I’ve been blasting through some David Baldacci in the last few weeks, to finish a few that I had lying about. It’s the equivalent of literary popcorn – and some are undoubtedly more engaging than others – but I’ve just finished Simple Genius and First Family. They’re OK if you want something light.

One of the books that I’ve enjoyed the most recently has been Leviathan – a Steampunk book aimed at young adults, based loosely on the facts leading up to the Great War. It’s the start of a trilogy and I have no doubt I’ll be picking up others.

Finally, I can’t recommend highly enough Gideon Defoe’s Pirates series. They seem to have attracted a few celebrity followers (Ardal O’Hanlon) and it’s easy to see why. They’re a little one dimensional by the time you reach book four (of five) but as a lighthearted summer read, they certainly hit the mark.

Oh and yes, I have bought Inferno, despite myself, having watched Angels & Demons again recently. Let’s be honest, at least it’s not 50 Shades of Grey…

New To Hitchhiking

Books & Comics, Films, Nonsense, Tech

I’m new to Douglas Adams. Well sort of – I’ve read a couple of his books previously, out of sequence.

So, I have just set about reading the Hitchhiker’s Guide series from beginning to end. Consequently, it’s now hard not to see his fingerprints over many aspects of modern life, ranging from his prescience regarding technological evolution to anticipating social, cultural and commercial trends.

As Python Terry Jones points out in one of the early Forewords, I’ve come the the conclusion that the point of reading any of Adams’ books is not for the story but for his joy with language and the way he shines a spotlight on a cliché, thought or truism in a way that is at first humorous and flippant but then, on reflection, is loaded with meaning.

Indeed, I’ve never read an author that is so completely disarming.

Strangely, I wouldn’t say that I particularly enjoyed the experience of reading The Hitchiker’s books – the narratives are disjointed and I’ve often found myself wondering if I’ve missed huge sections. But nearing the end of the fifth book in the series, I can see that a linear structure is really not the point. More that the narrative is a loosely constructed and held together vehicle for his various insights.

I guess I often judge a book in terms of whether it’s something I’d recommend if asked. Put it this way, it’s one of those books that I’m glad I have read and suspect that should be read by most people – but it isn’t something that’s necessarily for everyone.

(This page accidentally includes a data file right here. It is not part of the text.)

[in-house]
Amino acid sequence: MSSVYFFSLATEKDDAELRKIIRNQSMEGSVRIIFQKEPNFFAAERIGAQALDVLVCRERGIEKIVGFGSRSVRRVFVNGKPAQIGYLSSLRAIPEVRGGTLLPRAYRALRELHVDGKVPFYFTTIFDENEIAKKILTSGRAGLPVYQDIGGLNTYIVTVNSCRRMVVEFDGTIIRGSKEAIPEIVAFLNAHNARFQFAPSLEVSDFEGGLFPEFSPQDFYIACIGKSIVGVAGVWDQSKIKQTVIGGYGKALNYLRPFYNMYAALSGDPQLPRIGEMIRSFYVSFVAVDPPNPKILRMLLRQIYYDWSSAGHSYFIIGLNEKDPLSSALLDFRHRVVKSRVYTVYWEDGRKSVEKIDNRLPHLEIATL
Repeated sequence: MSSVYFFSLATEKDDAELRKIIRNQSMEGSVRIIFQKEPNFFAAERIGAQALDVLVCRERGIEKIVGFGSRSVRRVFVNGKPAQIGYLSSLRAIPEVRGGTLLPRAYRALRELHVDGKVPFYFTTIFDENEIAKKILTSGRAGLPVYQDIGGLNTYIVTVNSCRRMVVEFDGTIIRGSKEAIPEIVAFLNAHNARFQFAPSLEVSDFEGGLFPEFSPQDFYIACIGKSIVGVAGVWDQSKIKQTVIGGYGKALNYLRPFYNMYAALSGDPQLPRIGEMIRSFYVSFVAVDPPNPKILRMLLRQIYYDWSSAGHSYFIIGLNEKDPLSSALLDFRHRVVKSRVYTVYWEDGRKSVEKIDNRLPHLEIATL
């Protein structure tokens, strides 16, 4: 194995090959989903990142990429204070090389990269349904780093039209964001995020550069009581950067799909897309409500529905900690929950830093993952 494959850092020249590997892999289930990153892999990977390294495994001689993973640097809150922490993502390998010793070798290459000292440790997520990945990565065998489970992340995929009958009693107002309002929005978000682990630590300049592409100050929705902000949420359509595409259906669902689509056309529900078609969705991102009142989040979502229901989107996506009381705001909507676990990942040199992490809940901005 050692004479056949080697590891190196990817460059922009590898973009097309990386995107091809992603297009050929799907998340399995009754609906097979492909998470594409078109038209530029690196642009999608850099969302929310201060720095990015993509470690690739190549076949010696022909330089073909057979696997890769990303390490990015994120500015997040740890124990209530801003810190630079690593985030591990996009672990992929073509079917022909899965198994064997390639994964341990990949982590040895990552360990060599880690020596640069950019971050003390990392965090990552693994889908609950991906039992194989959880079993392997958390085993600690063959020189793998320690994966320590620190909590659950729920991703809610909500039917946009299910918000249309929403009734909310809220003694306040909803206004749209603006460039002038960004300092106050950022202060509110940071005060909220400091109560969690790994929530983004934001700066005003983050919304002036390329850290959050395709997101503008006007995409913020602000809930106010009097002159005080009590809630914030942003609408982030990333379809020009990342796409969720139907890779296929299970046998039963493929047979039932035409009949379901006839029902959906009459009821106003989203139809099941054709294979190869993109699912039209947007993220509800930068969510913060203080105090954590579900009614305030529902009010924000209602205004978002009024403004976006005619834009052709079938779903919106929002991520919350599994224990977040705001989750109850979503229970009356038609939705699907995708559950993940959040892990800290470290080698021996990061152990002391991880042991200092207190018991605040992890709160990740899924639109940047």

If you can get past the hurdles though, the combination of silliness and frippery with substance and foresight seems in itself to be an allegorical statement about his basic subject matter, i.e. the meaning of life.

Now, can someone please explain why, despite having more than a hundred unread books on my e-reader, I still feel the urge to buy and read Chuck Palahniuk‘s Fight Club?

CD Shelf

Changing Times & Buying Habits

Books & Comics, Films, Music, Tech

So there I was, congratulating myself for not having spent any money for three or four days – until it occurred to me that although I hadn’t spent any cash money, I had downloaded a TV series to my tablet, rented an HD film to my laptop (which I then played via the TV), downloaded a multimedia children’s book, again for a tablet and, finally, about four or five books and short stories to various devices.

So, in other words, I had actually spent about £40-£50 on digital media in about a 72 hour period, seemingly without noticing.

Similarly, I’ve been battering Spotify for many months now. Having first joined way back when the service first came to the UK in 2009, I started buying the Premium service about a year ago and, for the first time in my life, have consequently entirely stopped buying music as physical media. Effectively the combination of ready availability and increasingly decent wifi coverage makes this an ideal phone app – and easily the one I turn to far more than any other, even Facebook.

Also, despite having hundreds of DVDs and blu-rays, my purchasing habits there seems to have slowed right down too. The aforementioned TV series purchased was a special offer of The Thick of It, which I already owned on DVD aside from series 3. The fact I was a) willing to pay again and b) motivated by having a decent quality digital copy rather than a port from DVD – which is shaky at best, legalities aside – demonstrates a fairly tangible shift.